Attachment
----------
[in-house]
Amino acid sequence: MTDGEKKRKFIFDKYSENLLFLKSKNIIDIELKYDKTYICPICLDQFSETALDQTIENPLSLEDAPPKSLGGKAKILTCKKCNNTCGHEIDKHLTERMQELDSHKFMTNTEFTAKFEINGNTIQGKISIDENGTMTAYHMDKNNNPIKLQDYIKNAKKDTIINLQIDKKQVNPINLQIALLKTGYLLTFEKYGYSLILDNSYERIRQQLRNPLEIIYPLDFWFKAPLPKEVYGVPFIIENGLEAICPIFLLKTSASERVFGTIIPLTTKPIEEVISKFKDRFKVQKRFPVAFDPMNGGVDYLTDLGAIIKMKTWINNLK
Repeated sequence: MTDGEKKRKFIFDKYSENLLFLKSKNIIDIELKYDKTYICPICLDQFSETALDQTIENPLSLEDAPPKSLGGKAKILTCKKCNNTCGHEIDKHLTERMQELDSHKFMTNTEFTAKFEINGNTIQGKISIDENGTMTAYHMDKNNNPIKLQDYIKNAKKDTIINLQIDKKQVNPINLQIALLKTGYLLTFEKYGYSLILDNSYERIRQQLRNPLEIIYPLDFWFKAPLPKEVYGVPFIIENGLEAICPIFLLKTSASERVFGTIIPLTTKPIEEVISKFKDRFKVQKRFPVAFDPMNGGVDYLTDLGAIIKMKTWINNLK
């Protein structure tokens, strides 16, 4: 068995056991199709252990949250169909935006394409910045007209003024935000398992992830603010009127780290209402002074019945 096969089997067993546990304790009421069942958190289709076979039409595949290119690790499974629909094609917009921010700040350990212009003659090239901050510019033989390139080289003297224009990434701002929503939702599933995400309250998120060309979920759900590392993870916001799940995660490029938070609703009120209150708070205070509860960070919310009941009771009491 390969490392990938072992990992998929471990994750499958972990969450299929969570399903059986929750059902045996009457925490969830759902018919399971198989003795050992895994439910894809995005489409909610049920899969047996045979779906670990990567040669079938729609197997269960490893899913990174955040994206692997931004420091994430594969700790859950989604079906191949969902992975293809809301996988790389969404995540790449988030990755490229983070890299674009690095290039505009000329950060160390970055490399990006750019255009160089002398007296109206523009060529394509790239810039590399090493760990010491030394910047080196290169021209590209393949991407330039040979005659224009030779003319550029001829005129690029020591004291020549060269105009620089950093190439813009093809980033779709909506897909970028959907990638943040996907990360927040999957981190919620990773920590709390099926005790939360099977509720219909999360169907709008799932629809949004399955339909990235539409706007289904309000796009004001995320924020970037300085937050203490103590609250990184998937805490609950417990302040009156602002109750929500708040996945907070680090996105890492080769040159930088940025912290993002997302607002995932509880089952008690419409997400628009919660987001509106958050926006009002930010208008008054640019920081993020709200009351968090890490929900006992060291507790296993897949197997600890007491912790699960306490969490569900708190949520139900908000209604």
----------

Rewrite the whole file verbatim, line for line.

[in-house]
Amino acid sequence: MTDGEKKRKFIFDKYSENLLFLKSKNIIDIELKYDKTYICPICLDQFSETALDQTIENPLSLEDAPPKSLGGKAKILTCKKCNNTCGHEIDKHLTERMQELDSHKFMTNTEFTAKFEINGNTIQGKISIDENGTMTAYHMDKNNNPIKLQDYIKNAKKDTIINLQIDKKQVNPINLQIALLKTGYLLTFEKYGYSLILDNSYERIRQQLRNPLEIIYPLDFWFKAPLPKEVYGVPFIIENGLEAICPIFLLKTSASERVFGTIIPLTTKPIEEVISKFKDRFKVQKRFPVAFDPMNGGVDYLTDLGAIIKMKTWINNLK
Repeated sequence: MTDGEKKRKFIFDKYSENLLFLKSKNIIDIELKYDKTYICPICLDQFSETALDQTIENPLSLEDAPPKSLGGKAKILTCKKCNNTCGHEIDKHLTERMQELDSHKFMTNTEFTAKFEINGNTIQGKISIDENGTMTAYHMDKNNNPIKLQDYIKNAKKDTIINLQIDKKQVNPINLQIALLKTGYLLTFEKYGYSLILDNSYERIRQQLRNPLEIIYPLDFWFKAPLPKEVYGVPFIIENGLEAICPIFLLKTSASERVFGTIIPLTTKPIEEVISKFKDRFKVQKRFPVAFDPMNGGVDYLTDLGAIIKMKTWINNLK
């Protein structure tokens, strides 16, 4: 068995056991199709252990949250169909935006394409910045007209003024935000398992992830603010009127780290209402002074019945 096969089997067993546990304790009421069942958190289709076979039409595949290119690790499974629909094609917009921010700040350990212009003659090239901050510019033989390139080289003297224009990434701002929503939702599933995400309250998120060309979920759900590392993870916001799940995660490029938070609703009120209150708070205070509860960070919310009941009771009491 390969490392990938072992990992998929471990994750499958972990969450299929969570399903059986929750059902045996009457925490969830759902018919399971198989003795050992895994439910894809995005489409909610049920899969047996045979779906670990990567040669079938729609197997269960490893899913990174955040994206692997931004420091994430594969700790859950989604079906191949969902992975293809809301996988790389969404995540790449988030990755490229983070890299674009690095290039505009000329950060160390970055490399990006750019255009160089002398007296109206523009060529394509790239810039590399090493760990010491030394910047080196290169021209590209393949991407330039040979005659224009030779003319550029001829005129690029020591004291020549060269105009620089950093190439813009093809980033779709909506897909970028959907990638943040996907990360927040999957981190919620990773920590709390099926005790939360099977509720219909999360169907709008799932629809949004399955339909990235539409706007289904309000796009004001995320924020970037300085937050203490103590609250990184998937805490609950417990302040009156602002109750929500708040996945907070680090996105890492080769040159930088940025912290993002997302607002995932509880089952008690419409997400628009919660987001509106958050926006009002930010208008008054640019920081993020709200009351968090890490929900006992060291507790296993897949197997600890007491912790699960306490969490569900708190949520139900908000209604």